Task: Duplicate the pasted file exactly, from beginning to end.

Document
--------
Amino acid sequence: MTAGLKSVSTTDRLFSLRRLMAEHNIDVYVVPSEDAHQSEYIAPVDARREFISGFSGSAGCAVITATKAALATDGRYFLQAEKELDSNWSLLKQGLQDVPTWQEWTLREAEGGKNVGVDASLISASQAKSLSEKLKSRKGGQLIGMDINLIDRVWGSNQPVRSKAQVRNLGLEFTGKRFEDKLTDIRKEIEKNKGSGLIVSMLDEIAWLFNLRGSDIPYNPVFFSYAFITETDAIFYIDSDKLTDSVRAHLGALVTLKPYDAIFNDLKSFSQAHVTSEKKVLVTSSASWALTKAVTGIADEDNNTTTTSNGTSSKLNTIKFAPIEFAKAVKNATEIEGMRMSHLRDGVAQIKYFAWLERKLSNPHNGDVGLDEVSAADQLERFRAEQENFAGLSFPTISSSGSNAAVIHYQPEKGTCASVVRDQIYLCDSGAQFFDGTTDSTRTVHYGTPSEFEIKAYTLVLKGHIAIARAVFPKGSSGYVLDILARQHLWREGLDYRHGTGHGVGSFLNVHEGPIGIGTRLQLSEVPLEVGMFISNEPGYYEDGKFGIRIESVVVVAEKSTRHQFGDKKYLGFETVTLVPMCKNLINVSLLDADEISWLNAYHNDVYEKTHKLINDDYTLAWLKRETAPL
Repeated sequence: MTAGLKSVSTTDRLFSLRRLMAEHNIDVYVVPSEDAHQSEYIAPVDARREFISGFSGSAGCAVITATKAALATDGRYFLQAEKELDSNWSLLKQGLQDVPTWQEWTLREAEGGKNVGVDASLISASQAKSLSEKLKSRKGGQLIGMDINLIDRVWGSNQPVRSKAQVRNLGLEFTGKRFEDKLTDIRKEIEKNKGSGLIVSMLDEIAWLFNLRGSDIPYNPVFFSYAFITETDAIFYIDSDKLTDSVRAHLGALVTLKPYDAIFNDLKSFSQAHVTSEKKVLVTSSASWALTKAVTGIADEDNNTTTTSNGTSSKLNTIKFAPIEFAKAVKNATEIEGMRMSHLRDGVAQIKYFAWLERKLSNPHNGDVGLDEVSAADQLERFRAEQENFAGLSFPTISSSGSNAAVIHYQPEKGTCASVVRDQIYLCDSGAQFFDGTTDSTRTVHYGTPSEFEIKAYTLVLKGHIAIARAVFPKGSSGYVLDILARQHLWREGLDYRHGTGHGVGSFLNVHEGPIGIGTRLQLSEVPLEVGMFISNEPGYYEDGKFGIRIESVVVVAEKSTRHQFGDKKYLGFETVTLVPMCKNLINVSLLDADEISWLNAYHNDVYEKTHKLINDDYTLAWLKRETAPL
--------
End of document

Amino acid sequence: MTAGLKSVSTTDRLFSLRRLMAEHNIDVYVVPSEDAHQSEYIAPVDARREFISGFSGSAGCAVITATKAALATDGRYFLQAEKELDSNWSLLKQGLQDVPTWQEWTLREAEGGKNVGVDASLISASQAKSLSEKLKSRKGGQLIGMDINLIDRVWGSNQPVRSKAQVRNLGLEFTGKRFEDKLTDIRKEIEKNKGSGLIVSMLDEIAWLFNLRGSDIPYNPVFFSYAFITETDAIFYIDSDKLTDSVRAHLGALVTLKPYDAIFNDLKSFSQAHVTSEKKVLVTSSASWALTKAVTGIADEDNNTTTTSNGTSSKLNTIKFAPIEFAKAVKNATEIEGMRMSHLRDGVAQIKYFAWLERKLSNPHNGDVGLDEVSAADQLERFRAEQENFAGLSFPTISSSGSNAAVIHYQPEKGTCASVVRDQIYLCDSGAQFFDGTTDSTRTVHYGTPSEFEIKAYTLVLKGHIAIARAVFPKGSSGYVLDILARQHLWREGLDYRHGTGHGVGSFLNVHEGPIGIGTRLQLSEVPLEVGMFISNEPGYYEDGKFGIRIESVVVVAEKSTRHQFGDKKYLGFETVTLVPMCKNLINVSLLDADEISWLNAYHNDVYEKTHKLINDDYTLAWLKRETAPL
Repeated sequence: MTAGLKSVSTTDRLFSLRRLMAEHNIDVYVVPSEDAHQSEYIAPVDARREFISGFSGSAGCAVITATKAALATDGRYFLQAEKELDSNWSLLKQGLQDVPTWQEWTLREAEGGKNVGVDASLISASQAKSLSEKLKSRKGGQLIGMDINLIDRVWGSNQPVRSKAQVRNLGLEFTGKRFEDKLTDIRKEIEKNKGSGLIVSMLDEIAWLFNLRGSDIPYNPVFFSYAFITETDAIFYIDSDKLTDSVRAHLGALVTLKPYDAIFNDLKSFSQAHVTSEKKVLVTSSASWALTKAVTGIADEDNNTTTTSNGTSSKLNTIKFAPIEFAKAVKNATEIEGMRMSHLRDGVAQIKYFAWLERKLSNPHNGDVGLDEVSAADQLERFRAEQENFAGLSFPTISSSGSNAAVIHYQPEKGTCASVVRDQIYLCDSGAQFFDGTTDSTRTVHYGTPSEFEIKAYTLVLKGHIAIARAVFPKGSSGYVLDILARQHLWREGLDYRHGTGHGVGSFLNVHEGPIGIGTRLQLSEVPLEVGMFISNEPGYYEDGKFGIRIESVVVVAEKSTRHQFGDKKYLGFETVTLVPMCKNLINVSLLDADEISWLNAYHNDVYEKTHKLINDDYTLAWLKRETAPL